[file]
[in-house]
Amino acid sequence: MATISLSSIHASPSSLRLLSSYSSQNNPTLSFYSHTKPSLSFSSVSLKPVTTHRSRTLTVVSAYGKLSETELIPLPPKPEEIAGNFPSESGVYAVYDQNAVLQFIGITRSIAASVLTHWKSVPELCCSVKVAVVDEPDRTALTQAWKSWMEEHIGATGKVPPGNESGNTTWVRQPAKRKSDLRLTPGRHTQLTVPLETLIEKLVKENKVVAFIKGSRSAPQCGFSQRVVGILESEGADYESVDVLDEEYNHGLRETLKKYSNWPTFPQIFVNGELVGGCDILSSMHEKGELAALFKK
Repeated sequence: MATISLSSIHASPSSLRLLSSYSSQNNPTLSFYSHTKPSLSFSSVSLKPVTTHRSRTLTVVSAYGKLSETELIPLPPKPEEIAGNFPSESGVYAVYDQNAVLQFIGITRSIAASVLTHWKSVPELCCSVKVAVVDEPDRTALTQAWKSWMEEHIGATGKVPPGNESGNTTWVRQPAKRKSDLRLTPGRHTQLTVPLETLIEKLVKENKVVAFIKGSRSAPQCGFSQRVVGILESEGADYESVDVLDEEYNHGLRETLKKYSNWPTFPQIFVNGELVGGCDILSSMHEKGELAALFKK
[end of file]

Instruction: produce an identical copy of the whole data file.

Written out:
[in-house]
Amino acid sequence: MATISLSSIHASPSSLRLLSSYSSQNNPTLSFYSHTKPSLSFSSVSLKPVTTHRSRTLTVVSAYGKLSETELIPLPPKPEEIAGNFPSESGVYAVYDQNAVLQFIGITRSIAASVLTHWKSVPELCCSVKVAVVDEPDRTALTQAWKSWMEEHIGATGKVPPGNESGNTTWVRQPAKRKSDLRLTPGRHTQLTVPLETLIEKLVKENKVVAFIKGSRSAPQCGFSQRVVGILESEGADYESVDVLDEEYNHGLRETLKKYSNWPTFPQIFVNGELVGGCDILSSMHEKGELAALFKK
Repeated sequence: MATISLSSIHASPSSLRLLSSYSSQNNPTLSFYSHTKPSLSFSSVSLKPVTTHRSRTLTVVSAYGKLSETELIPLPPKPEEIAGNFPSESGVYAVYDQNAVLQFIGITRSIAASVLTHWKSVPELCCSVKVAVVDEPDRTALTQAWKSWMEEHIGATGKVPPGNESGNTTWVRQPAKRKSDLRLTPGRHTQLTVPLETLIEKLVKENKVVAFIKGSRSAPQCGFSQRVVGILESEGADYESVDVLDEEYNHGLRETLKKYSNWPTFPQIFVNGELVGGCDILSSMHEKGELAALFKK